UMass assistant coach Lynne-Ann Kokoski returns to second home when Minutewomen open at Bryant

  • UMass women’s basketball assistant coach Lynne-Ann Kokoski is shown at the Mullins Center during the 2019-2020 season. The Minutewomen open the season at Bryant University on Wednesday. It will be the second time Kokoski will sit on the opposing bench at Bryant, where she played and started her coaching career. CHRIS TUCCI/UMASS ATHLETICS

  • UMass women’s basketball assistant coach Lynne-Ann Kokoski, second from left, is shown at the Mullins Center during the 2019-2020 season. The Minutewomen open the season at Bryant University on Wednesday. It will be the second time Kokoski will sit on the opposing bench at Bryant, where she played and started her coaching career. THOM KENDALL/UMASS ATHLETICS

  • LYNNE-ANN KOKOSKI

Sports Editor
Published: 11/24/2020 6:56:26 PM

Lynne-Ann Kokoski is heading back to her second home on Wednesday.

When the UMass women’s basketball team opens its season at 3:30 p.m. at Bryant University, it will mark only the second time Kokoski will sit on the opposing bench at Chace Athletic Center in Smithfield, Rhode Island.

The UMass assistant coach spent four years playing for the Bulldogs following a record-breaking career at Smith Academy. She then served on longtime Bryant coach Mary Burke’s staff before embarking on her own college coaching career.

“Bryant will always hold a special place in my heart,” Kokoski said. “Other than the day that I play against them, I’m rooting for them every step of the way. I’m still really close with Mary Burke, having played for her and worked for her as well. It’s going to be really neat to be back there again.”

Kokoski never really spent a lot of time on the Bryant bench as a player. She appeared in 25 of 30 games as a freshman in 2004-2005 and only saw more playing time throughout her career. As a senior she started all 32 games, leading the Bulldogs to 20 wins and an appearance in the Northeast-10 championship. Her career ended in the first round of the 2008 NCAA Division II Tournament.

Bryant, which has since moved to Division I, is led by Burke, who is starting her 30th year on the sidelines.

“When I transitioned to coaching with her that’s where my relationship developed with Coach Burke,” Kokoski said. “I look at her like a second mother to me right now. We talk all the time, probably once every two weeks if not more when her and I need each other, bounce ideas off each other or just checking in just to make sure all is well. ... She’s always been like a mentor to me.”

While Kokoski developed as a player and fondly remembers the 6 a.m. workouts and fitness tests on the track, she learned a lot about coaching from working with Burke. Her knowledge came in handy as the Minutewomen prepared for their opener.

“She always prides herself on hard work,” Kokoski said. “Scouting these guys (Monday), I told them they are going to be gritty, they are going to work hard, they are not going to give up. That was everything that I was all about when I played, too. We were that team that just never backed down. That’s why we were always that problem team for everyone.”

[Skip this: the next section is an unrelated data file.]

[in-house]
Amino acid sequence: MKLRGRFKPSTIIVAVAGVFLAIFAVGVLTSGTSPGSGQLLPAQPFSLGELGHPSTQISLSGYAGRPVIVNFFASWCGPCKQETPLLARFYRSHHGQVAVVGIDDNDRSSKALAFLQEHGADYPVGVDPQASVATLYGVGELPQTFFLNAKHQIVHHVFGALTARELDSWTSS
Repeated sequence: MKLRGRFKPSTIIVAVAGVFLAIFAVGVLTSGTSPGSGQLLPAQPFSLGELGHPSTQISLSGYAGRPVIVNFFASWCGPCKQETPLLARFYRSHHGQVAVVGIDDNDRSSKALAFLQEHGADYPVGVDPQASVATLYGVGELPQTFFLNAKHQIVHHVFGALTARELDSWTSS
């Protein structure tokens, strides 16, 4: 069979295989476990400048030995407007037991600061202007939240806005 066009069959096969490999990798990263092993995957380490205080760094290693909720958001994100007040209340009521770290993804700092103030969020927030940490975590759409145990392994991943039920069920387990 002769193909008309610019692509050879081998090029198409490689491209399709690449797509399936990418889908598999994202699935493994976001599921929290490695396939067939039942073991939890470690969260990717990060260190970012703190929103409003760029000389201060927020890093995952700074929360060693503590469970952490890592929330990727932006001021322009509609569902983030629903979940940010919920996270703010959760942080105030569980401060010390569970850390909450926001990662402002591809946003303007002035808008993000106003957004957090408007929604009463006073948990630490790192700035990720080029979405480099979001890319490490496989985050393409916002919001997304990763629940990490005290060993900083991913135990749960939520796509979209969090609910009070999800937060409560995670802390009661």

Following her three-year stint under Burke, Kokoski moved on to Providence, where she served as director of operations. During the 2013-14 season, Providence hosted Bryant and beat the Bulldogs, 104-67. The next season Kokoski walked into Chace for the first time as an opponent. This time the Bulldogs beat the Friars, 90-80.

One of Burke’s early coaching lessons to Kokoski was not to get too high after wins or too low after losses.

“I laugh because you think I would have heeded her advice,” Kokoski laughed. “I’m a super emotional person, player and coach. I wear my heart on my sleeve.”

Now in her second season at UMass, Kokoski has her equal in terms of energy and emotion in Tory Verdi. The fifth-year head coach has had the Minutewomen on an upward trajectory over the past few seasons, and there is confidence that it will continue.

UMass opens the season behind forwards Sam Breen and Maddie Sims. Breen, a 6-foot-1 senior, was an Atlantic 10 All-Conference Second-Team selection last season after averaging 16.9 points and 9.2 rebounds over 20 games.

Sims, a 6-2 graduate student, averaged 12.1 points and 7.8 rebounds for Siena in 2018-2019 before transferring to UMass and sitting out a year.

Complementing the post players are junior guard Destiny Philoxy and 6-5 sophomore center Maeve Donnelly.

“We’re at the point right now where we just need a game,” Kokoski said. “I feel like we’re kind of at each other’s throat in practice right now and it’s been pretty chippy. It will be nice to play a different face, a difference opponent than your teammates every day. We’re really looking forward to that.”

The different face will still be familiar to Kokoski.

“I loved every second of my time there,” she added. “I talk about it all the time to the point people are like ‘Yes, we know you went to Bryant.’”

NEW GAME — The Minutewomen lost their game on Saturday with UMass Lowell. The River Hawks paused all women’s basketball activities on Friday after a member of the program tested positive for COVID-19.

The River Hawks were also scheduled to play Boston College on Sunday.

Instead, UMass will play at Boston College at 2 p.m. on Sunday.

“This season we just kind of keep telling our girls, ‘Listen, let’s take it one game at a time,” Kokoski said. “It’s ever-changing, it’s such a fluid year that we have to be adaptable, we have to be resilient.”

Mike Moran can be reached at mmoran@gazettenet.com. Follow on Twitter @mikemoranDHG.




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